UK and London Weather 30/01/2012-05/02/2012

We certainly ended the past week on a wintry note across most of the country, but lets take a look back to the 30th of January first. The UK was, and continued to be, under the influence of intense high pressure over eastern Europe, keeping the country in a cold continental airmass that inhibited the warm fronts approaching from the west off the Atlantic. During this time London was mostly cloudy with maximum temperatures around 4C, dropping to around -1C as broken cloud and clear spells developed overnight. On this day at the BT tower, the turbulence levels were fairly low, with the turbulent kinetic energy and vertical velocity variance rarely getting above 1.5m2/s2

On Tuesday the 31st some mist and fog was observed prior to 6am in London eventually giving way to some slightly wintry showers and scattered cloud. With cold winds being variable from the Northeast the temperatures did not get much above 2C. It continued to be cloudy on the Wednesday with temperatures peaking around 3C, and the Met Office’s UM UKV model output for this day was predicting boundary layer heights between 800 and 1200m for most of the IOP sites (deepest at KCL), apart from Dettling where it was predicted to be between 400 and 600m. The signatures of the cold weather can be seen in the radiative measurements from the BT tower, where the sensible heat remained well below 100W/m2  for most of the week and raely grew to more than 200W/m2.

By the Thursday the 2nd, high pressure was still the dominant feature affecting the UK (see figure below), bringing cold Easterlies to most places, however because of this the day was dry and clear with only occasional snow flurries at highr ground in England. London was cold and dry with frost forming in most areas. The mamum temperatures barely reached 2C and dropped to -5C in less urbanised areas on Thursday night, leading to further frost. At this point the Met Office labelled the past few days as “the coldest spell of winter thus far”.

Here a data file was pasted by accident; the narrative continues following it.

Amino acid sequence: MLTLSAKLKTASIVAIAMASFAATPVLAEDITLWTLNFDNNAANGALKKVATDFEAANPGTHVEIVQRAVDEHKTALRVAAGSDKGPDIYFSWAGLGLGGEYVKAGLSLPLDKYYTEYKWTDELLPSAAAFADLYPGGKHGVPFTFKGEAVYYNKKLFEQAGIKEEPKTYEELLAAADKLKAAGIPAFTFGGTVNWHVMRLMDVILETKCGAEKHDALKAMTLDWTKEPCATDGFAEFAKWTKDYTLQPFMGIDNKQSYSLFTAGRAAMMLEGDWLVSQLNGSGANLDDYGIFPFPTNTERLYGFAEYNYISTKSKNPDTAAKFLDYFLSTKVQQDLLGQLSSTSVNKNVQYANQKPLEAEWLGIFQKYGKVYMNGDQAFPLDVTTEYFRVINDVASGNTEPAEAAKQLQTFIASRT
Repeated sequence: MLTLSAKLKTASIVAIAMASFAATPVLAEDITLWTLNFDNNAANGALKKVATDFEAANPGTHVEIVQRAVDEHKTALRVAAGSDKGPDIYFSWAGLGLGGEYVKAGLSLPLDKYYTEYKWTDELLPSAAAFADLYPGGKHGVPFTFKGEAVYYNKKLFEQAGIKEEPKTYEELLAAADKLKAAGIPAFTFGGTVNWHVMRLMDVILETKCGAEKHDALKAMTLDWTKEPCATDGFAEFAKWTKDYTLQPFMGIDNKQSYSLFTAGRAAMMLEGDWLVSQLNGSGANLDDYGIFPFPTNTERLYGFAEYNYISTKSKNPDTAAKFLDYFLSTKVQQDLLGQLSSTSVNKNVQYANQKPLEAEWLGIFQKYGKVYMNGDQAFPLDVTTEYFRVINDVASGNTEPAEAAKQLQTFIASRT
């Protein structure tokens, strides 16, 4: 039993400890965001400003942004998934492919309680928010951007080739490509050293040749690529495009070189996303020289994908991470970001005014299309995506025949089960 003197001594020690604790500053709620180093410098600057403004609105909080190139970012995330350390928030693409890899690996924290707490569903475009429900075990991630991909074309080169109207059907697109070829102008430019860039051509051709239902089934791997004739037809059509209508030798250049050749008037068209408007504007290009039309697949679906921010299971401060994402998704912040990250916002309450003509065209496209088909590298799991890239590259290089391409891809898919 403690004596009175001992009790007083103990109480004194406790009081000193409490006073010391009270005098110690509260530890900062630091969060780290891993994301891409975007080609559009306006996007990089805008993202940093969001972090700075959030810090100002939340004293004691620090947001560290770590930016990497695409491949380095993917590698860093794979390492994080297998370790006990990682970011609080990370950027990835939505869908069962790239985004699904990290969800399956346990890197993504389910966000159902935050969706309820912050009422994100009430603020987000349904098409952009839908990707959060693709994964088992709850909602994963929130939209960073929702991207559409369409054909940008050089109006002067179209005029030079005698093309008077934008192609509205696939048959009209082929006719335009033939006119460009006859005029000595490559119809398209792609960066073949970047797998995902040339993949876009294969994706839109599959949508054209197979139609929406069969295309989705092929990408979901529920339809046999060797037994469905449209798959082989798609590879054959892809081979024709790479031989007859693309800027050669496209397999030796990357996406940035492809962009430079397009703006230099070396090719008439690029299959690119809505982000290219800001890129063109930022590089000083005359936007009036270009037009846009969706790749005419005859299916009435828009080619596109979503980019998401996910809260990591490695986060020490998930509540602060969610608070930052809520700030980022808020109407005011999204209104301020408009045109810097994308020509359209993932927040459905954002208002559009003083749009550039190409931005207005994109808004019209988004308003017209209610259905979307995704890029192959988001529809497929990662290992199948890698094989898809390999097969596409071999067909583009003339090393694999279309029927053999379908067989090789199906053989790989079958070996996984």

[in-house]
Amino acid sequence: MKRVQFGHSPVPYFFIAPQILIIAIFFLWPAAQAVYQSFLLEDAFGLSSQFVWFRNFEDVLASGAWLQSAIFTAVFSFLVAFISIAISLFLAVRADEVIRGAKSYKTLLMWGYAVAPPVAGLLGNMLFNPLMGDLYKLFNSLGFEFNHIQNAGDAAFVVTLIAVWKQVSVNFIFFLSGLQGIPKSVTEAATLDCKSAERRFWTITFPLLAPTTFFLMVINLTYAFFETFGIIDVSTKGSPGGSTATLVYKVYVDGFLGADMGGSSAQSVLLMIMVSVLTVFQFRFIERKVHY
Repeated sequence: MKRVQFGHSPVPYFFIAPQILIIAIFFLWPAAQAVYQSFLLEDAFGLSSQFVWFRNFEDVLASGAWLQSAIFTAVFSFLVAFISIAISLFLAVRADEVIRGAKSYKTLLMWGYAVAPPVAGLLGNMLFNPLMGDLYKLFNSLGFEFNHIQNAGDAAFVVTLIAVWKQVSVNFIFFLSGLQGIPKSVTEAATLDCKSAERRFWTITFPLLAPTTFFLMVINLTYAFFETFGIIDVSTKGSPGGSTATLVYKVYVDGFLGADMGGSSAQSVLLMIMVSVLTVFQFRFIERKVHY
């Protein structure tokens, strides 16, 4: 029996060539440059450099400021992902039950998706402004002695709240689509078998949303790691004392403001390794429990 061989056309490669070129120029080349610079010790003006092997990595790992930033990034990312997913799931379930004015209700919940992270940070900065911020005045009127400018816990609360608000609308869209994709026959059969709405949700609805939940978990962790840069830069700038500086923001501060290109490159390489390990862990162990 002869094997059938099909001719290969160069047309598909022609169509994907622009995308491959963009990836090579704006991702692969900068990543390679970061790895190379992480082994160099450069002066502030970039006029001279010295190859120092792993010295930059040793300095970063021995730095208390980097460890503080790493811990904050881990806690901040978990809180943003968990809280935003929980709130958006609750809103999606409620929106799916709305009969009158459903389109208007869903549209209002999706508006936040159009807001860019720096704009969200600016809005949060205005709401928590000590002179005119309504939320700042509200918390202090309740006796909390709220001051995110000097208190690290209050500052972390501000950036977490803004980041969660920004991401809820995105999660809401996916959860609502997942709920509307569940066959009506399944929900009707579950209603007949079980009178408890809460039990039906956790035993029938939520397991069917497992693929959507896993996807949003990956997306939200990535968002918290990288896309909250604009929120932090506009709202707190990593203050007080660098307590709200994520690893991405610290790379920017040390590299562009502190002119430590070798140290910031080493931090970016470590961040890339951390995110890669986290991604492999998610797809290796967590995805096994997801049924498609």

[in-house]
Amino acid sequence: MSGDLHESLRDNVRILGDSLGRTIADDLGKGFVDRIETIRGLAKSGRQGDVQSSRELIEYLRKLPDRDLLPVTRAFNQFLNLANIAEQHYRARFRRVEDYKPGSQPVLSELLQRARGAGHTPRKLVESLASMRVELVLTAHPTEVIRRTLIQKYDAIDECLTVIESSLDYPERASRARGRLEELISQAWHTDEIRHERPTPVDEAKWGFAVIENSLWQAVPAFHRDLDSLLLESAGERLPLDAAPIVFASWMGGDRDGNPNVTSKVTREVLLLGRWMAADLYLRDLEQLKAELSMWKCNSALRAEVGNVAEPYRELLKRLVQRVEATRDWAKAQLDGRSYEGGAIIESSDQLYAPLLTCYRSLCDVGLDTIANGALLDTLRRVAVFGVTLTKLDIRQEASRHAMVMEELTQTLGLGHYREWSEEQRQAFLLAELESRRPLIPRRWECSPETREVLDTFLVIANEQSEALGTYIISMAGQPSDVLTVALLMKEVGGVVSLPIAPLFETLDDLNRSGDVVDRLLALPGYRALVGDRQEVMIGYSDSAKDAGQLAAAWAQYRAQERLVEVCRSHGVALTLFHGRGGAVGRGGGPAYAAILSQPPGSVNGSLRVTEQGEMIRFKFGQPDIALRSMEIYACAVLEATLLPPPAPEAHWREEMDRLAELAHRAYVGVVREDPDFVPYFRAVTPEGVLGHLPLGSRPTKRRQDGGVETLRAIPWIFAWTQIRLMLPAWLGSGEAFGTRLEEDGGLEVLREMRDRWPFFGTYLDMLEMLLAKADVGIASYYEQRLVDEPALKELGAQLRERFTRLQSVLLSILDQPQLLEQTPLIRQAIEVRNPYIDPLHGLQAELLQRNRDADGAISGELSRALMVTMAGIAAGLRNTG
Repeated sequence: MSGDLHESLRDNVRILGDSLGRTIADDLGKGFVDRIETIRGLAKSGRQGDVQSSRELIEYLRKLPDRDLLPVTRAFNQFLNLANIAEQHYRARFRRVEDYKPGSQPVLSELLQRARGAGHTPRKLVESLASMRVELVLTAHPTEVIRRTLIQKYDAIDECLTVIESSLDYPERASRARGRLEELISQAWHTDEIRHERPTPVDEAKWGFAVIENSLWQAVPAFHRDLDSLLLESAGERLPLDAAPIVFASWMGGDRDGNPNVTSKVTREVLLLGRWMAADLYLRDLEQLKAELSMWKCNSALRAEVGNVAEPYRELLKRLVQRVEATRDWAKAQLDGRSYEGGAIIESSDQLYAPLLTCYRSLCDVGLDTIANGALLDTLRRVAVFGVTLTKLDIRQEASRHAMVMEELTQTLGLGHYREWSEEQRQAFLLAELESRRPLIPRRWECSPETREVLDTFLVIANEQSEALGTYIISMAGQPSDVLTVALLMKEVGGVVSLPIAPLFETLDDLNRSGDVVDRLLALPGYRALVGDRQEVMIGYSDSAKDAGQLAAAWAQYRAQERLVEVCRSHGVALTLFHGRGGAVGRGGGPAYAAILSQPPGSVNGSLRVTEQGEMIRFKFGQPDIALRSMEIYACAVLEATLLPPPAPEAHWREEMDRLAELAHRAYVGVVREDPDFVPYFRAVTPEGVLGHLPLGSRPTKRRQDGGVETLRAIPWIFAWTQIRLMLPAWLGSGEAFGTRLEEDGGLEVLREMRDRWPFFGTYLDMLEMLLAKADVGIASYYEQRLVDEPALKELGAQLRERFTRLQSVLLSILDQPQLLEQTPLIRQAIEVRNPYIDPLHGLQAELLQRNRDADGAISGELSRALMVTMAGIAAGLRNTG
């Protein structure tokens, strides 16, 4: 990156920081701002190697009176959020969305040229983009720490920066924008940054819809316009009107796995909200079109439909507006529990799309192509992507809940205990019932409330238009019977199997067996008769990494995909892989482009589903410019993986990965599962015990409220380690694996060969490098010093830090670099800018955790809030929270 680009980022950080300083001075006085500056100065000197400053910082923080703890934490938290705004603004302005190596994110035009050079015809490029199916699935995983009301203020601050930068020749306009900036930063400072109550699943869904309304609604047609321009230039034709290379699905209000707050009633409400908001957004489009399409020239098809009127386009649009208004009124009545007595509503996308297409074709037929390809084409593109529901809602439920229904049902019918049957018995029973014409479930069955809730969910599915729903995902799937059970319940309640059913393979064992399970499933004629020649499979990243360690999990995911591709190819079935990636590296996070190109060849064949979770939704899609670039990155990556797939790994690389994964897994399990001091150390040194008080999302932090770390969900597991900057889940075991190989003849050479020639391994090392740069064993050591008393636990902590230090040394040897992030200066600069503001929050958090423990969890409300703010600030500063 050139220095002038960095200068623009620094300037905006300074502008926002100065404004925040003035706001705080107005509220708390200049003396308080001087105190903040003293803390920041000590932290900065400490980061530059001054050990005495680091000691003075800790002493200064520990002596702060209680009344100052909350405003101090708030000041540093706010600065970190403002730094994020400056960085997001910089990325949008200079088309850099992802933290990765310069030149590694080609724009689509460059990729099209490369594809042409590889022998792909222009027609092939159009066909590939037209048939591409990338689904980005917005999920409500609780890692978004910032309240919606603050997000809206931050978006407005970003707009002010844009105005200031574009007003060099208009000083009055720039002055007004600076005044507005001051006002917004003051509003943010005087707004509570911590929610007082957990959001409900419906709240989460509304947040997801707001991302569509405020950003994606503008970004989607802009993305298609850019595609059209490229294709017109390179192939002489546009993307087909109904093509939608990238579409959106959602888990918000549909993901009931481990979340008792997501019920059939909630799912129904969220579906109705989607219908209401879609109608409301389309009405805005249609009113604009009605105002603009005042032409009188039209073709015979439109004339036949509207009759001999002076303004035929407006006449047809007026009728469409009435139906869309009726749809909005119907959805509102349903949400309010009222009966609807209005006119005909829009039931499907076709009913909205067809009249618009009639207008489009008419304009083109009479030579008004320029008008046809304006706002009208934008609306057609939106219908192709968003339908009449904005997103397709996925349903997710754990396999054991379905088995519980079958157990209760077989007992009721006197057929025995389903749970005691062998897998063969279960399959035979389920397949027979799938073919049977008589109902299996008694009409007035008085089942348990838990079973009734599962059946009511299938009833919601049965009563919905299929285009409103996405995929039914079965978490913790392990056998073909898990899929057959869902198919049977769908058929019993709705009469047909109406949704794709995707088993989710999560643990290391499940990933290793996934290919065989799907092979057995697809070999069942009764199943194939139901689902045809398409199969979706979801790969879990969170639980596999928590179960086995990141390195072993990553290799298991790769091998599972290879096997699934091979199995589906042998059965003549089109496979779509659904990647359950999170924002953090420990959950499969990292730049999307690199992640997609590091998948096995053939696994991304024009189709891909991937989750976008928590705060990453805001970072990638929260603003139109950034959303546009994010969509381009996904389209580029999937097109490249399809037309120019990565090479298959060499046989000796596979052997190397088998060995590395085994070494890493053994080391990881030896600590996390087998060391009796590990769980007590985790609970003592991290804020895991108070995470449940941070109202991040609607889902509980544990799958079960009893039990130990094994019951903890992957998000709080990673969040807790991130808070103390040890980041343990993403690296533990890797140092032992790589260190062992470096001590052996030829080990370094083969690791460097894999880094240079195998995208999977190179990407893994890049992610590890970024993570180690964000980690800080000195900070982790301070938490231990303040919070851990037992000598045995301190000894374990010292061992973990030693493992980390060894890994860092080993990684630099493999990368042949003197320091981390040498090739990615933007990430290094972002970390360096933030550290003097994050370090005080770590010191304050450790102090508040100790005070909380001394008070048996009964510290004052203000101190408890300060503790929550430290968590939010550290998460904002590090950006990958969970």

Interestingly, the Met Office’s UKV output was predicting quite deep boundary layer depths of around 4000m at bht Chilbolton and the KCL sites on the Friday, while the day in London was similarly dry, cold and clear as before. But by this point the possibility of more widespread snowfall was starting to crop up in the news, with more “disruption” and “big freezes being anticipated.

Saturday began in London with the weather being partly cloudy and the mercury reading about -2C, hovering around -1C for most of the day. The weather was mostly dull and partly cloudy until, at last, around 7pm some light snowfall began, which continued on and off through the night until 5am on Sunday, leaving between 3 or 5 inches lying across much of the city. Throughout yesterday on Sunday the 5th of February, fog patches were frequently observed across London due to the surface cooling effect of the snow.

The 2nd of February weather forecast from the Met Office, valid at 12UTC

You can follow any responses to this entry through the RSS 2.0 feed. Both comments and pings are currently closed.

Comments are closed.